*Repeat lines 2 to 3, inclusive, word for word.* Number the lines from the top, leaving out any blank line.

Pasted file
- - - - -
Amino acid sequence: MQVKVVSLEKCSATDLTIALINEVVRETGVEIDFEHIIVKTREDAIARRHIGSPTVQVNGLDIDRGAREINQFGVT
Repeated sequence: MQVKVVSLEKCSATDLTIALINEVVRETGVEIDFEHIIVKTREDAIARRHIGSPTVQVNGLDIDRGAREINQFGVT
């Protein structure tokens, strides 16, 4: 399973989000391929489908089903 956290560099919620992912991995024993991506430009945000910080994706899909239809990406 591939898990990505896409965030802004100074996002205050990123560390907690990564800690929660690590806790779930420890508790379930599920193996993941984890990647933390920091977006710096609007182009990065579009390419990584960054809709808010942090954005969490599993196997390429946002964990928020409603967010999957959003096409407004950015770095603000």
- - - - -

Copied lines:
Repeated sequence: MQVKVVSLEKCSATDLTIALINEVVRETGVEIDFEHIIVKTREDAIARRHIGSPTVQVNGLDIDRGAREINQFGVT
């Protein structure tokens, strides 16, 4: 399973989000391929489908089903 956290560099919620992912991995024993991506430009945000910080994706899909239809990406 591939898990990505896409965030802004100074996002205050990123560390907690990564800690929660690590806790779930420890508790379930599920193996993941984890990647933390920091977006710096609007182009990065579009390419990584960054809709808010942090954005969490599993196997390429946002964990928020409603967010999957959003096409407004950015770095603000």